The flower pigeon in Mauritius has made a remarkable comeback from near extinction, but is still losing genetic diversity

Credit: Daniel Dankowitz/Shutterstock

In the 1980s, there were only a dozen or more pink pigeons in the wild. Known to scholars as Neswenas Mairy, this species is only found in Mauritius, the Indian Ocean island that was once home to the dodo. Like the dodo, the pink pigeon has made an easy target for cats, rats, and other predators introduced by humans, who have also chipped away nearly all of their native forests. Unlike the dodo, the pink pigeon has made a remarkable revival since then.

Fortunately, the Mauritius Wildlife Foundation had already taken 12 birds from the wild in the 1970s and 1980s to form a captive group. The offspring of these birds were then released during the 1990s and early 2000s, and there are now at least 400 birds living in the wild. This species has even been officially listed twice, from “endangered” to “vulnerable.”

However, such severe population bottleneck can lead to significant ‘genetic erosion’, in which species become less genetically healthy as many animals are closely related. To examine the exact effect, we worked with a team of scientists to sequence the DNA of 175 birds sampled between 1993 and 2010 during a population recovery period. Our results are now published in the journal biology protection. Disappointingly, we found that species continued to lose genetic diversity even as overall numbers increased during a successful conservation rescue program. We speculated that the bottleneck must have altered something in the pink pigeon’s DNA.

The pink pigeon in Mauritius has made a remarkable comeback from near extinction - but is still losing genetic diversity

Today pink pigeons are mostly found in one small forest in southwest Mauritius. Credit: Carl Jones, author provided

To understand the reason for this ongoing genetic erosion, we looked at data of 1,112 pink pigeons in European and American zoos. These data were collected over four decades, and included each bird’s level of reproductive success and longevity along with levels of inbreeding calculated using pedigrees. Based on the relationship between these factors, we found that the species carried an alarmingly high ‘genetic burden’.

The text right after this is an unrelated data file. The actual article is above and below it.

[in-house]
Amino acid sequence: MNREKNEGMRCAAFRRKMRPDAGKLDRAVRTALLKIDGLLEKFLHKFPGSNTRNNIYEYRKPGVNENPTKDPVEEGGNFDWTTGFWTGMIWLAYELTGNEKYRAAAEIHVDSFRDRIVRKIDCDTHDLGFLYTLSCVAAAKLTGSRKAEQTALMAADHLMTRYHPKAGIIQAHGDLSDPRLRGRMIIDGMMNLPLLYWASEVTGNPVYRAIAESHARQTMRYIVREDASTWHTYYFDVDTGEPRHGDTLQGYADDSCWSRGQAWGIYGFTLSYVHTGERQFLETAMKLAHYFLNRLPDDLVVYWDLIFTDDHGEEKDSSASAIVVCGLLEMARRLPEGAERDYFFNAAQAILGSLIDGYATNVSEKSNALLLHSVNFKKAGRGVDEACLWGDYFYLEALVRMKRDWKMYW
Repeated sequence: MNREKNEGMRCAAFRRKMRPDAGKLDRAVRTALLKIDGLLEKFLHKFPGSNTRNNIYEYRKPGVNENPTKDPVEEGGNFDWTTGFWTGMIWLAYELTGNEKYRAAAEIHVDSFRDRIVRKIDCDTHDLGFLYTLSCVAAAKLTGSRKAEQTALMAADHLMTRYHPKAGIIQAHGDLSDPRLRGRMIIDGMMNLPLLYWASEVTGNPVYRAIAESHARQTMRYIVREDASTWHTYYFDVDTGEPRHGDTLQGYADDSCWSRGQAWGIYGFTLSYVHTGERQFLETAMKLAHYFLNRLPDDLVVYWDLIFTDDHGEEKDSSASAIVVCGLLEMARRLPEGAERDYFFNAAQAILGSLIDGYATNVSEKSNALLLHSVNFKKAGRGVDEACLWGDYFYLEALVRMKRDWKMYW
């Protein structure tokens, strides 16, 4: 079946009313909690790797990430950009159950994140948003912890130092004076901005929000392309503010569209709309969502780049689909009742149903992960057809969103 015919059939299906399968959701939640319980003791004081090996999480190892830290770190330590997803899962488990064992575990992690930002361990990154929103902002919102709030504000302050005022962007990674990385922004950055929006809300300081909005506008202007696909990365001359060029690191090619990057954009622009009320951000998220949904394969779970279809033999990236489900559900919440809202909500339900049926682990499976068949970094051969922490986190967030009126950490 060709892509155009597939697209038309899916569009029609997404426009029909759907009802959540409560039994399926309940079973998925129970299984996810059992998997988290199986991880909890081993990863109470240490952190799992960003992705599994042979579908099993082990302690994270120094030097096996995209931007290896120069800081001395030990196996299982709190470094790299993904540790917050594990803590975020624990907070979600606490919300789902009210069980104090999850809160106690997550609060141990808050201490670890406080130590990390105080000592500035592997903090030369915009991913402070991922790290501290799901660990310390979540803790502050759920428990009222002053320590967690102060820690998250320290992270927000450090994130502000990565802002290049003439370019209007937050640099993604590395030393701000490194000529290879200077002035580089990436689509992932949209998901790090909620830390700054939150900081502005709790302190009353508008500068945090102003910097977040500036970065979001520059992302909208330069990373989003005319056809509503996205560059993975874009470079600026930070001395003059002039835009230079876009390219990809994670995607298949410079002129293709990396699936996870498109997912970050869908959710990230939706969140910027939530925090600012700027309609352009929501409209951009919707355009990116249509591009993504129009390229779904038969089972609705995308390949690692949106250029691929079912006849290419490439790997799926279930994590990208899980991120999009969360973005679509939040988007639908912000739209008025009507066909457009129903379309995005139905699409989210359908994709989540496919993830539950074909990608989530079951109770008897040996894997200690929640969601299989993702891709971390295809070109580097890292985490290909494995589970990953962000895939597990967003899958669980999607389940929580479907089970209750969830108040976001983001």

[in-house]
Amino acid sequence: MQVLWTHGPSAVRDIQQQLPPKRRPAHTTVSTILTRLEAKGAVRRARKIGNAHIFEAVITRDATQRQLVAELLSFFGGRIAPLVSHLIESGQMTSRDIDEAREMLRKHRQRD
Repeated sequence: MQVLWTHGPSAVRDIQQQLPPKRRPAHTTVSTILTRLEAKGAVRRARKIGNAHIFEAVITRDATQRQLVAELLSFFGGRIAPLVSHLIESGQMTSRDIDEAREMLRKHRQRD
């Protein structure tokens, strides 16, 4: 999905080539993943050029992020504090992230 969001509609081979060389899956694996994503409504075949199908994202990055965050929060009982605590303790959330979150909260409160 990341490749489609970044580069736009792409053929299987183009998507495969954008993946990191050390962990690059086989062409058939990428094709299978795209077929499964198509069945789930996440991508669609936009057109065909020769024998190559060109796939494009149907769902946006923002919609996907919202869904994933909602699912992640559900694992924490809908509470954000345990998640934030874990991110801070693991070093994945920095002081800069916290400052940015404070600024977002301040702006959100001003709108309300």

Genetic load mainly consists of several harmful recessive mutations that have the potential to reduce an animal’s ability to reproduce. This can be seen, for example, in the fewer eggs that hatch, or in the number of young who successfully raise the nest. Before the bottleneck of pink pigeons, the effects of these mutations were hidden because there were plenty of healthy genetic variants around to offset the harmful factors. However, small populations are more susceptible to random fluctuations in genetic makeup, which makes it possible for harmful mutations to have an effect.

Inbreeding can also cause these mutations to become more harmful, if the offspring of two related individuals inherit the same harmful mutation. When this occurs, the healthy genetic variant will no longer mask the detrimental effect of the mutation and the individual may fail to hatch or hatch the nest. We believe this caused the continuing genetic erosion of pink pigeons in the wild.

The pink pigeon in Mauritius has made a remarkable comeback from near extinction - but is still losing genetic diversity

Pedigree of the captive pink pigeon group operated by the European Association of Zoos and Aquariums (EAZA). Credit: Sam Speak and Harriet Whitford (Pink Pigeon Book Stand, Jersey Zoo), author provided

Ultimately, all 480 or so free-living birds are related to some degree to the ten that managed to survive in the wild in the 1980s, and the 12 that were used to make up the captive-born population. This resulted in slow and long-term inbreeding. In turn, this meant that pigeons were less successful at hatching eggs and eggs, and did not live long.

Since only the fittest pigeons were likely to hatch, grow and reproduce, there were fewer birds actively contributing to the next generation (and losing genetic diversity), even as their overall numbers increased. Thus, the population continued to lose genetic variance despite the growth in size.

What we learned from this study is that in order for pink pigeons to avoid extinction, we will need to reproduce offspring of birds bred at the Jersey Zoo and other zoos in the European Union. This flower pigeon harbors genetic diversity that has since been lost from Mauritius, and reintroducing it would lower the level of relatedness on the island.

Our study also shows that conservation cannot simply stop after a population appears to have recovered in numbers. We believe genomic analyzes are essential to truly assess the conservation needs of a species and its recovery potential. This cannot be done only by analyzing population numbers. The data generated by the Earth Biogenome project will be useful in identifying species most at risk of extinction. The project aims to sequence two million or so species in the next 10 years. Not only will this data aid our assessment of biodiversity, but it should also be used to guide future conservation actions.


The study found that not everything is rosy for the pink bath


Introduction of the conversation

This article has been republished from The Conversation under a Creative Commons license. Read the original article.Conversation

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